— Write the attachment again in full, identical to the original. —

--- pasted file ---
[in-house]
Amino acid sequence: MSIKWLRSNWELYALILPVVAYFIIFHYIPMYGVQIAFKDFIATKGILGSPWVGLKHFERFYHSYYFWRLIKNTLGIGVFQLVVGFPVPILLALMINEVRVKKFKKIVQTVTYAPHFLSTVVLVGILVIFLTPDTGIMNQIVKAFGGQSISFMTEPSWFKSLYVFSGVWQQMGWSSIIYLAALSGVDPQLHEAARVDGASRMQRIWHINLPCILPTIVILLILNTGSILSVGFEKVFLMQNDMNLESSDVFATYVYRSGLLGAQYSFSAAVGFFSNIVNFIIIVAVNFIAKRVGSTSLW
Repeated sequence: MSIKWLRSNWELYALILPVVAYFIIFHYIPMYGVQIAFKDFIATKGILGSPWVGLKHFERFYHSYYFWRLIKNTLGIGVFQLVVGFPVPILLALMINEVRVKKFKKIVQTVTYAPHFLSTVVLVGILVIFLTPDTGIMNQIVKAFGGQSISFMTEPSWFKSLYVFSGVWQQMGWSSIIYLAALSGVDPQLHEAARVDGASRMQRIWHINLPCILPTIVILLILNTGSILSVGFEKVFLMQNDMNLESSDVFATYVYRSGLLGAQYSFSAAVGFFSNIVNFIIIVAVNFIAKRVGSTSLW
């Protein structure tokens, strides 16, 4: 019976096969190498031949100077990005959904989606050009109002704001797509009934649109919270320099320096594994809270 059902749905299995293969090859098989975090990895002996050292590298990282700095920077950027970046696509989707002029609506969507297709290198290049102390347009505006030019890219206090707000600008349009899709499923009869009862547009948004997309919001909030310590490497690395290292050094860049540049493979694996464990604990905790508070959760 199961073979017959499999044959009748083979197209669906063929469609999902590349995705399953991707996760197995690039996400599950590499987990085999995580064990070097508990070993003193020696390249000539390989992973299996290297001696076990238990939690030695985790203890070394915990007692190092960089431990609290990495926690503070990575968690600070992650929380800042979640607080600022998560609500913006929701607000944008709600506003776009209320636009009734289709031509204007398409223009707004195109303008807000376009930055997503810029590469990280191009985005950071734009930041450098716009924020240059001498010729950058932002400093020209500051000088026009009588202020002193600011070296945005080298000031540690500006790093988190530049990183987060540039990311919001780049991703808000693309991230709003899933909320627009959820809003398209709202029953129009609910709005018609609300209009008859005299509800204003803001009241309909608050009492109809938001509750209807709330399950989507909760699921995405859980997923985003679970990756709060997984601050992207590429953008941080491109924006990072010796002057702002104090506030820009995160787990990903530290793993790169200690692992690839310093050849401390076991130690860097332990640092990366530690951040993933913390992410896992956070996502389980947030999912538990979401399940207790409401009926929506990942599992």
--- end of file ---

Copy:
[in-house]
Amino acid sequence: MSIKWLRSNWELYALILPVVAYFIIFHYIPMYGVQIAFKDFIATKGILGSPWVGLKHFERFYHSYYFWRLIKNTLGIGVFQLVVGFPVPILLALMINEVRVKKFKKIVQTVTYAPHFLSTVVLVGILVIFLTPDTGIMNQIVKAFGGQSISFMTEPSWFKSLYVFSGVWQQMGWSSIIYLAALSGVDPQLHEAARVDGASRMQRIWHINLPCILPTIVILLILNTGSILSVGFEKVFLMQNDMNLESSDVFATYVYRSGLLGAQYSFSAAVGFFSNIVNFIIIVAVNFIAKRVGSTSLW
Repeated sequence: MSIKWLRSNWELYALILPVVAYFIIFHYIPMYGVQIAFKDFIATKGILGSPWVGLKHFERFYHSYYFWRLIKNTLGIGVFQLVVGFPVPILLALMINEVRVKKFKKIVQTVTYAPHFLSTVVLVGILVIFLTPDTGIMNQIVKAFGGQSISFMTEPSWFKSLYVFSGVWQQMGWSSIIYLAALSGVDPQLHEAARVDGASRMQRIWHINLPCILPTIVILLILNTGSILSVGFEKVFLMQNDMNLESSDVFATYVYRSGLLGAQYSFSAAVGFFSNIVNFIIIVAVNFIAKRVGSTSLW
């Protein structure tokens, strides 16, 4: 019976096969190498031949100077990005959904989606050009109002704001797509009934649109919270320099320096594994809270 059902749905299995293969090859098989975090990895002996050292590298990282700095920077950027970046696509989707002029609506969507297709290198290049102390347009505006030019890219206090707000600008349009899709499923009869009862547009948004997309919001909030310590490497690395290292050094860049540049493979694996464990604990905790508070959760 199961073979017959499999044959009748083979197209669906063929469609999902590349995705399953991707996760197995690039996400599950590499987990085999995580064990070097508990070993003193020696390249000539390989992973299996290297001696076990238990939690030695985790203890070394915990007692190092960089431990609290990495926690503070990575968690600070992650929380800042979640607080600022998560609500913006929701607000944008709600506003776009209320636009009734289709031509204007398409223009707004195109303008807000376009930055997503810029590469990280191009985005950071734009930041450098716009924020240059001498010729950058932002400093020209500051000088026009009588202020002193600011070296945005080298000031540690500006790093988190530049990183987060540039990311919001780049991703808000693309991230709003899933909320627009959820809003398209709202029953129009609910709005018609609300209009008859005299509800204003803001009241309909608050009492109809938001509750209807709330399950989507909760699921995405859980997923985003679970990756709060997984601050992207590429953008941080491109924006990072010796002057702002104090506030820009995160787990990903530290793993790169200690692992690839310093050849401390076991130690860097332990640092990366530690951040993933913390992410896992956070996502389980947030999912538990979401399940207790409401009926929506990942599992």